Does Facebook spark jealousy, or does it just amplify the jealousy that may already exist in a relationship?
In a study by Muise, et al. (2009), 308 undergraduate students completed a survey regarding usage of Facebook and impact on relationships. The purpose of the study was to determine if Facebook causes jealousy above and beyond the already-present level of jealousy in the relationship.
Participants in the study spent an average of 38.93 minutes per day on Facebook. A majority of study participants (74.6%), were at least somewhat likely to "friend" a former partner, and 78.9% of participants said their partner had friended a former partner. Ninety-two percent (92.1%) of study participants said their partner had Facebook friends that they did not know.
Women were found to spend significantly more time on Facebook - 40.57 minutes a day, versus 29..83 minutes a day for men.
The study found that increased use of Facebook does, in fact, significantly predict increased jealousy. Women scored significantly higher on Facebook jealousy than men, 3.29 versus 2.81.
There may be several reasons for an increase of jealousy due to Facebook:
- People find out information on Facebook about their partner that they otherwise would not be privy to;
- Facebook provides more opportunities for reconnecting with former partners;
- A false sense of intimacy may be established on Facebook, therefore leading people to be more prone to cheating;
- A relationship may already consist of at least one partner with jealousy issues, and Facebook just is another outlet for the jealous behavior;
- People may develop a "real-life identity" and a "Facebook identity", thus leading the partner to feel as if they really don't know their partner anymore;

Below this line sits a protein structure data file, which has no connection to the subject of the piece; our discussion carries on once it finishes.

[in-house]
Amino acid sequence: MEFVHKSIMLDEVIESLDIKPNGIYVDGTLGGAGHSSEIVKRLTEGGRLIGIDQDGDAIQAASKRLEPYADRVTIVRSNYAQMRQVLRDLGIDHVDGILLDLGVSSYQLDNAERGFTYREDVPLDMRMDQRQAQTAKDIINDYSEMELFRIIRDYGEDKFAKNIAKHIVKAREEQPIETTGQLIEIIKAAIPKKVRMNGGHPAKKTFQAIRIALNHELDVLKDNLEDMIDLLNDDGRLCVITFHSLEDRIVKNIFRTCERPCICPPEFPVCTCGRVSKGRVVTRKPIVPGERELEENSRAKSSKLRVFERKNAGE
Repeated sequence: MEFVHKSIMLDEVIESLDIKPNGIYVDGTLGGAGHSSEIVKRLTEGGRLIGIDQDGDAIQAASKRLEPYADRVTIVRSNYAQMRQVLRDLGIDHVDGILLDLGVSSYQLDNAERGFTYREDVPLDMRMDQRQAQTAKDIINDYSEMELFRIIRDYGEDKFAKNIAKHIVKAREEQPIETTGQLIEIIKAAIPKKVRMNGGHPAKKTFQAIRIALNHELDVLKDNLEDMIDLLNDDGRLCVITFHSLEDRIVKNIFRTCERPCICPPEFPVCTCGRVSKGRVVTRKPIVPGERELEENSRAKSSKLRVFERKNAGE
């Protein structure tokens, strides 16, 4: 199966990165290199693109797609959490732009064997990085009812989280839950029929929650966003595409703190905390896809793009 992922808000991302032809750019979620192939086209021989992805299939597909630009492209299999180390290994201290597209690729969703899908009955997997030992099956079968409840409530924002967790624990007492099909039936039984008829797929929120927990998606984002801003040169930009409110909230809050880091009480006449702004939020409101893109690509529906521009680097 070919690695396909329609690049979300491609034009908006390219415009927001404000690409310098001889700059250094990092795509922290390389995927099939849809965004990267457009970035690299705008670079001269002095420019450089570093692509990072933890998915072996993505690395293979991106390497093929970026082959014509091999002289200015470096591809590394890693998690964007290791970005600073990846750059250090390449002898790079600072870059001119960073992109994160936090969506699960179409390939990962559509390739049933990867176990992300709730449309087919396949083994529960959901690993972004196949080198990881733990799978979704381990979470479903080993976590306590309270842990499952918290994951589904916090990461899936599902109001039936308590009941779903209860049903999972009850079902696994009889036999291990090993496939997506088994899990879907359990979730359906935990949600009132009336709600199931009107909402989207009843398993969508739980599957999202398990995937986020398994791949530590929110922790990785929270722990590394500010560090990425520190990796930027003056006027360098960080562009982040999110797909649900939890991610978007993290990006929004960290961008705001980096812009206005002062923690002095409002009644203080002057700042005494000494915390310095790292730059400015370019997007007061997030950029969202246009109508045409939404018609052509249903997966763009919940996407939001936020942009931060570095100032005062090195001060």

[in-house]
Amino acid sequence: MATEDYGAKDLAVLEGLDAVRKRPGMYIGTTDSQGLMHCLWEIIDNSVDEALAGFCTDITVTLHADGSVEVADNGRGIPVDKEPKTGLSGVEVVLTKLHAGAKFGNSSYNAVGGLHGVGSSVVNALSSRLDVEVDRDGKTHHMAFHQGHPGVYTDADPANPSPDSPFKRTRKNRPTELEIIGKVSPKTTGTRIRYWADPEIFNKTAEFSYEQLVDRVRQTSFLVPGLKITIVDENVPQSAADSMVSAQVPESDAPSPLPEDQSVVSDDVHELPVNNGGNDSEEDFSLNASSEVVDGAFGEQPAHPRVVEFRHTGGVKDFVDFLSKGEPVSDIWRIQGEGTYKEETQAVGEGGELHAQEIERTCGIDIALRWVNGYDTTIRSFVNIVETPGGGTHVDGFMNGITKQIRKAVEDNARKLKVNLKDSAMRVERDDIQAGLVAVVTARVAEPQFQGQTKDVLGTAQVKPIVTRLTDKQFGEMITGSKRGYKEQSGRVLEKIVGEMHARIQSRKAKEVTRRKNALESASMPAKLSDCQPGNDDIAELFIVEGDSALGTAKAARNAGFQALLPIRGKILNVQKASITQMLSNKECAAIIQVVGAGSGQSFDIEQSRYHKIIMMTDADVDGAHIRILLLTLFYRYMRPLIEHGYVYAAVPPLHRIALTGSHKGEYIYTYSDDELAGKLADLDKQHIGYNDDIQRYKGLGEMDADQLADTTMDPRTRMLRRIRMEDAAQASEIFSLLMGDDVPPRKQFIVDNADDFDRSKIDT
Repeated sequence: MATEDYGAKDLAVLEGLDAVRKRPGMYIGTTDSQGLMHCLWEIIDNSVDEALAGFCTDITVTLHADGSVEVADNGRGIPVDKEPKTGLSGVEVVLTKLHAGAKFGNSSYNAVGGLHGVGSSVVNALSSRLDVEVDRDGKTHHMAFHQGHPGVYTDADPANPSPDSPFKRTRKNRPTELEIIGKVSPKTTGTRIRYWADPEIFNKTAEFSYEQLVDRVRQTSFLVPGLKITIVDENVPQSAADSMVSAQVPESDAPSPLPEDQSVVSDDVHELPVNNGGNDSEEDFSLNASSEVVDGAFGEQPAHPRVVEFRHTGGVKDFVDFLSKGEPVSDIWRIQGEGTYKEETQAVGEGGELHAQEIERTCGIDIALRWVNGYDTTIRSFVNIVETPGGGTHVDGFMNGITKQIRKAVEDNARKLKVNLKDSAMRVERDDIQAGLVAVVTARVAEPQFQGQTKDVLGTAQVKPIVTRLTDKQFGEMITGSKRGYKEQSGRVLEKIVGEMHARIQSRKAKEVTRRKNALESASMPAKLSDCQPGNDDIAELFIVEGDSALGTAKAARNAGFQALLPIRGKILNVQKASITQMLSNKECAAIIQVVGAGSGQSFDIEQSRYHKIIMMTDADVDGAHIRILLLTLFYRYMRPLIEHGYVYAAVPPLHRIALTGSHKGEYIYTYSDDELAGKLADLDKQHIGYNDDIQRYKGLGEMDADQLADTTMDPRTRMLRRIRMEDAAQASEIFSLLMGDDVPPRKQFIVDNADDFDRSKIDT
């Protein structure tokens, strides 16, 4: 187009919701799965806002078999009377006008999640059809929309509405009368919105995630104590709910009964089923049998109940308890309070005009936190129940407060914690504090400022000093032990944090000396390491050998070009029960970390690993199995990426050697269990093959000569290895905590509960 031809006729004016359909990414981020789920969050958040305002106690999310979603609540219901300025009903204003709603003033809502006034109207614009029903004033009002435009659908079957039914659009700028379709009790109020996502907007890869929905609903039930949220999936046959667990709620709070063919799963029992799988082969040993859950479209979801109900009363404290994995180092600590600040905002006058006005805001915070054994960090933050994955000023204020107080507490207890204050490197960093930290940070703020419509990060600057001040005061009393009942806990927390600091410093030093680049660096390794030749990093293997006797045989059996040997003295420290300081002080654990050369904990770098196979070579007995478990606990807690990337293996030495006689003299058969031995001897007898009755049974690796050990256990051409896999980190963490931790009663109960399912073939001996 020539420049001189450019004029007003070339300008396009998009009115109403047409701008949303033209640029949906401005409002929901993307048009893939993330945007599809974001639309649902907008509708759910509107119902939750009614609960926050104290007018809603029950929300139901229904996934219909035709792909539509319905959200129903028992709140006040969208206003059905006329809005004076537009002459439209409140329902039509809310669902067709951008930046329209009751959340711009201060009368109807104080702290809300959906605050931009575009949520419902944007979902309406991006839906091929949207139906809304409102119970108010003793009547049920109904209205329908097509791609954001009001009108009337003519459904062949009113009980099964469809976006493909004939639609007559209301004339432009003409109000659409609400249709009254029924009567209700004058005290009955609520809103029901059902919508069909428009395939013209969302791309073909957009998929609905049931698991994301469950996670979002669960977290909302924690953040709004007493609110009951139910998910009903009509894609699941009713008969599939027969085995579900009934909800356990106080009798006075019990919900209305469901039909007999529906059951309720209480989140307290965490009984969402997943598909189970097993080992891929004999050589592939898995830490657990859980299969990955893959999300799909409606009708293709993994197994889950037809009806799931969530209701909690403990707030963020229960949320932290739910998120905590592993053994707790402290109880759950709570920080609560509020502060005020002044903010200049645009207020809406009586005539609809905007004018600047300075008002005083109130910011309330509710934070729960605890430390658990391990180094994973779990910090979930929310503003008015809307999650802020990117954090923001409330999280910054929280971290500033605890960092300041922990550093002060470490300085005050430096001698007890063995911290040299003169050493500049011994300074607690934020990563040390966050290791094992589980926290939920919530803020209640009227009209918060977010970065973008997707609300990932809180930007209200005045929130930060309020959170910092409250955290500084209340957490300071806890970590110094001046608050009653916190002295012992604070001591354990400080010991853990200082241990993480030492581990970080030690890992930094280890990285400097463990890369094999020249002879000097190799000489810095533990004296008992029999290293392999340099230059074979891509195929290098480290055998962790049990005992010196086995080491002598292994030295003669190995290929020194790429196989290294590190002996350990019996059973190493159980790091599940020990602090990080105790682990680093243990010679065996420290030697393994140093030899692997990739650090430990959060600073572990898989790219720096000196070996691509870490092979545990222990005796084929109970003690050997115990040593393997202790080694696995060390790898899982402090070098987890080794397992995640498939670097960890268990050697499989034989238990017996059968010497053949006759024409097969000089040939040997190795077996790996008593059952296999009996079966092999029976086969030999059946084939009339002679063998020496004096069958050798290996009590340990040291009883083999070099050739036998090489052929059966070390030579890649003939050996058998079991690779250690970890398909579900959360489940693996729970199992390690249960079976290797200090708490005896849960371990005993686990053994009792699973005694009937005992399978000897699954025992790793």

- Increased time on Facebook may be cutting into quality time with the partner;
- It reminds people daily that their partner had a romantic life before them;
- People may become concerned about their partner's Facebook friends posting suggestive messages on their wall;
- A partner may be "poking" people that a person deems inappropriate.
The authors also discuss emotion-related jealousy and trait-related jealousy. Emotion-related jealousy is related to feeling jealousy in a particular situation, such as imagining a partner's infidelity, while trait-related jealousy appears to be built-in to a someone's personality. Trait-jealousy was a significant predictor of Facebook jealousy, which along with gender, accounted for 46% of the variance.
Muise, A., Christofides, E., and Desmarais, S. (2009) More information than you ever wanted: Does Facebook bring out the green-eyed monster of jealousy? CyberPsychology & Behavior 12(4):441-444. doi:10.1089/cpb.2008.0263.
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